by Tess Gerritsen
(currently on tour on the UK)
This year marks the release of my fourteenth thriller. It also marks the fourteenth time I’ve gone on book tour, and after nearly two weeks on the road, I finally got home last night. Now I have about 36 hours to catch up on my sleep, visit my mom, tackle my email and my stuffed in-box, do my laundry, and then re-pack my suitcase before I board a plane for the next two-week stint on the road, this time in the UK.
Oh, and I have to write this blog post. Which explains why this may be short and I may be just a tad distracted. When you cross too many time zones in a matter of days, the brain does tend to fade out on you.
After so many years, the various tours blend together. One reporter asked me if I’d ever been to his town before. I sat flummoxed for a moment, because I just couldn’t remember. And no wonder we forget where we’ve been. All we see is airports, the inside of bookstores and radio stations and media escorts’ cars, plus a numbing succession of hotel rooms. I’ve gone days in a row without time for lunch, much less sightseeing. I’ve learned to eat when I can and sleep when I can. And yet, every single moment of the tour, I never forget how lucky I am to be on tour. It’s a privilege that not every author enjoys, and despite the grueling schedule and the lost sleep, it’s exactly where I want to be.
I also relish the chance to see familiar faces. In Cincinnati/Dayton, I’ve had the same media escort since my very first book. Through the years, Kathy Tirschek and I have traded family news and shared the ups and downs of the business. When I get to Phoenix, I always look forward to seeing Evelyn Jenkins, who’s sure to point me to the hot new restaurants, and Barbara Peters at Poisoned Pen Bookstore, who was one of the first booksellers in the country to rave about my debut novel, HARVEST. We’ve been in this business together long enough to see the changes.
And there certainly have been changes. When I started out, the independents were the stores for an author to visit: Joseph Beth, Hawley-Cooke, Davis Kidd, Kepler’s, Cody’s, Stacey’s, and Chapter Eleven. Then there was Waterstones in Boston, Complete Mystery Bookstore in Portsmouth, Bookland in Maine, and the Mystery Bookstore in Los Angeles. Of course, there were also visits to chain bookstores , and every tour would usually include stops at Barnes and Noble and Waldenbooks and Borders.
But as the years went by, many of those beloved independents vanished. In Hawaii, the venerable Honolulu Book Shops was squashed by the arrival of Borders. The era of the big box stores had arrived, and I’d arrive in a city to find that the little mystery bookshop I’d visited just a year ago was no more. Waterstones disappeared. So did Cody’s and Stacey’s. Shops you thought would live forever instead withered on the vine.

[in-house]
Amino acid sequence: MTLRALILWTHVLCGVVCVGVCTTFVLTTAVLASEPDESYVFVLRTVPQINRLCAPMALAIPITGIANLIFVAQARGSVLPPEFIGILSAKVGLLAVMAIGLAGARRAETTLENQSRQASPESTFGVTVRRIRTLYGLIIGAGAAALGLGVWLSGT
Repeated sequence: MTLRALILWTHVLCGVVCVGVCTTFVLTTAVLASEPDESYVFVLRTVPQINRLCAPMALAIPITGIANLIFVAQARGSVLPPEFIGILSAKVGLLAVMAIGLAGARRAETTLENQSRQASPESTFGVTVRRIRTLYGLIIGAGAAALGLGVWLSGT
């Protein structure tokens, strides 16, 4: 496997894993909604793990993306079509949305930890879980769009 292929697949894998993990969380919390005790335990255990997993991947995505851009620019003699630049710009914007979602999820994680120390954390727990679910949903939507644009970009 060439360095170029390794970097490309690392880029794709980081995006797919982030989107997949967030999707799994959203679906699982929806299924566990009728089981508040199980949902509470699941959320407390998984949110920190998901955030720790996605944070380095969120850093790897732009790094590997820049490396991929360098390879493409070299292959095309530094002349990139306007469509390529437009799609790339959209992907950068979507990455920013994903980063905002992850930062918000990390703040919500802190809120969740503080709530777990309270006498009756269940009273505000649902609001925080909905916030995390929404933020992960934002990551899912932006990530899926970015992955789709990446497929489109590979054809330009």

This year, there’s been a strange turnabout. Borders has closed half its stores. Suddenly places like Maui, where Borders took out all the independent competition, is left without a bookstore. As chain stores close, whole swathes of the country become bookstore poor, and customers are forced to rely on Amazon.com or grocery stores to buy books. Add to that the popularity of e-readers and the transition toward 50% e-sales, and it’s harder and harder to just drop into a local bookstore to browse for print books.
But … what’s this I’m seeing? In Scottsdale, at the Poisoned Pen, the crowd for my latest book event was the largest ever. In Maui, the local populace is trying to lure a bookseller, any bookseller, to open a shop. Maybe a mid-sized town can’t support a big chain store, but a smaller neighborhood independent — the ones we used to see everywhere — just might be able to make it again.
So now we seem to be cycling back to where I started, where the little bookseller is once again a treasured part of the local community. I witnessed that just yesterday in the village of Bucksport, Maine, where Bookstacks has managed to become a popular stop in town. I see it in Half Moon Bay at Bay Books, which has become a destination for book lovers from miles around. Yes, we’ve probably lost a lot of print readers permanently to the lure of the e-book. But there’ll always be a core group of readers who want a place where they can ask for recommendations, browse the stacks, and talk to a bookseller about what to buy Uncle Bob for Christmas.